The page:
Springtime provides the perfect backdrop for visitors, when snowdrops, daffodils, aconites and hellebores provide washes of colour in the grass and under our growing collection of winter flowering shrubs in the East Garden. In the Courtyard Garden the layout of herbaceous beds can be appreciated before the profusion of summer: the best viewing being from the Long Gallery. This year visitors will be able to walk through the walled orchard and out into the back park. From there they can take the path through the cleared wood. Along the way there is a strong colony of native tulips (Tulipa sylvestris). There are more tulips in the wood, which have yet to flower, but hopes are high that with the increased light levels, they will do very soon. Bluebells and snowdrops have been introduced and over time who knows what delights will emerge from the undergrowth, having lain dormant for many years.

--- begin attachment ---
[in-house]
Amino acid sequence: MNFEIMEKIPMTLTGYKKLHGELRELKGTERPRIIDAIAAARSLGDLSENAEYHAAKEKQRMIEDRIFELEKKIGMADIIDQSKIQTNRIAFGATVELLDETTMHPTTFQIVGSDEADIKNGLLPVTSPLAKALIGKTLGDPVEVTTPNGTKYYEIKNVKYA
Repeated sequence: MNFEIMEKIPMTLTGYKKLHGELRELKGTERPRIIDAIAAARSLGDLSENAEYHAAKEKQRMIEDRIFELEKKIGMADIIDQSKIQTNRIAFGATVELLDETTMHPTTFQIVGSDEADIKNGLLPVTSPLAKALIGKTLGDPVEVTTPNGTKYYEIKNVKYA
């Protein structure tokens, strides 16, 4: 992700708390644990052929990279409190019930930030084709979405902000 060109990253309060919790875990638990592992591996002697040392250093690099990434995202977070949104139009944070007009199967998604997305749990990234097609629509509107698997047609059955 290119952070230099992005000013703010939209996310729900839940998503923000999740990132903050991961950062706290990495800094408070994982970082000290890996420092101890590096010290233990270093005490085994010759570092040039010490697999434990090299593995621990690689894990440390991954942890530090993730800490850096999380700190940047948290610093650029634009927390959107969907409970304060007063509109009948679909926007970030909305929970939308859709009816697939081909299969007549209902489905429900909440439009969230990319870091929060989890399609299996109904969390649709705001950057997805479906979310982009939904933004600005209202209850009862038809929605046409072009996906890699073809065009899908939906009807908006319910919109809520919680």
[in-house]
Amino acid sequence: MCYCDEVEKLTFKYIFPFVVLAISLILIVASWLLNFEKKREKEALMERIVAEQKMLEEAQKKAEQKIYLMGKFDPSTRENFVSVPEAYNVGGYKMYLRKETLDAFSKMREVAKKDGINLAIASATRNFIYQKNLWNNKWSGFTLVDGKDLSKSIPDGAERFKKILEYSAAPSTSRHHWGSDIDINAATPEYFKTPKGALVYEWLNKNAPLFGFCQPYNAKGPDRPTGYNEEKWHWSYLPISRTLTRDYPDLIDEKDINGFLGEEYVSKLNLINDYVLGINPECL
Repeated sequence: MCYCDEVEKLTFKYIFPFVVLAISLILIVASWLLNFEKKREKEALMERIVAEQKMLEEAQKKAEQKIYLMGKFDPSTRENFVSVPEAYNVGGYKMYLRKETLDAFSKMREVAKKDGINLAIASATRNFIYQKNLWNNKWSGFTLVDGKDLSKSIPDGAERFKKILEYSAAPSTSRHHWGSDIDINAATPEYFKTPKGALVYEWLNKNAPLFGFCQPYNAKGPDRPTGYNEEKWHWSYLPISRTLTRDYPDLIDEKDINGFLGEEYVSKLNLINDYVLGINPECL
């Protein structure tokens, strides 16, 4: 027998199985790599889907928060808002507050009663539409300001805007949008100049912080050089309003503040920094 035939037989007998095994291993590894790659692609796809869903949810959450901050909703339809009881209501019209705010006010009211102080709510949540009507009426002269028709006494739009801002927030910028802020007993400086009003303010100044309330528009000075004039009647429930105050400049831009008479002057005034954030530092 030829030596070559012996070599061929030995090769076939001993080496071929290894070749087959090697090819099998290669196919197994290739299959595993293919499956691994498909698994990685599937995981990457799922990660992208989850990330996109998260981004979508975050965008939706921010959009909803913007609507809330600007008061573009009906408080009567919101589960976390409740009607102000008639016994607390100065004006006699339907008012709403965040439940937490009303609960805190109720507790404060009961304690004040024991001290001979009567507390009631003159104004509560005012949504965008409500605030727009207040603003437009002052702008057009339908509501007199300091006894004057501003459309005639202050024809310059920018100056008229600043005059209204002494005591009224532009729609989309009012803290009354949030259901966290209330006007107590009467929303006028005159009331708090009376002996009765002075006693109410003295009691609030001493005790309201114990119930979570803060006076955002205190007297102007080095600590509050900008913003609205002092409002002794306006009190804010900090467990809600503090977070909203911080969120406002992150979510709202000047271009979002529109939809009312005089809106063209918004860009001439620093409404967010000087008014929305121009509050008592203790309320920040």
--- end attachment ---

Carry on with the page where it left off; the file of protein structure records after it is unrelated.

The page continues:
History of the Gardens
The Grade II listed Courtyard garden was laid out in the 1870’s and retains its original design. It was planted with hybrid tea roses and box hedges which were filled with brilliantly coloured bedding. The big East Garden was a formal garden in the 17th century and this was when the garden wall and gazebo were built (1628). In the the Georgian period the south section of the wall was demolished to create parkland around the side of the house. After the 1st World War the East Garden was abandoned, but reclaimed since 1970 with formal yews and shrub borders that change with the seasons.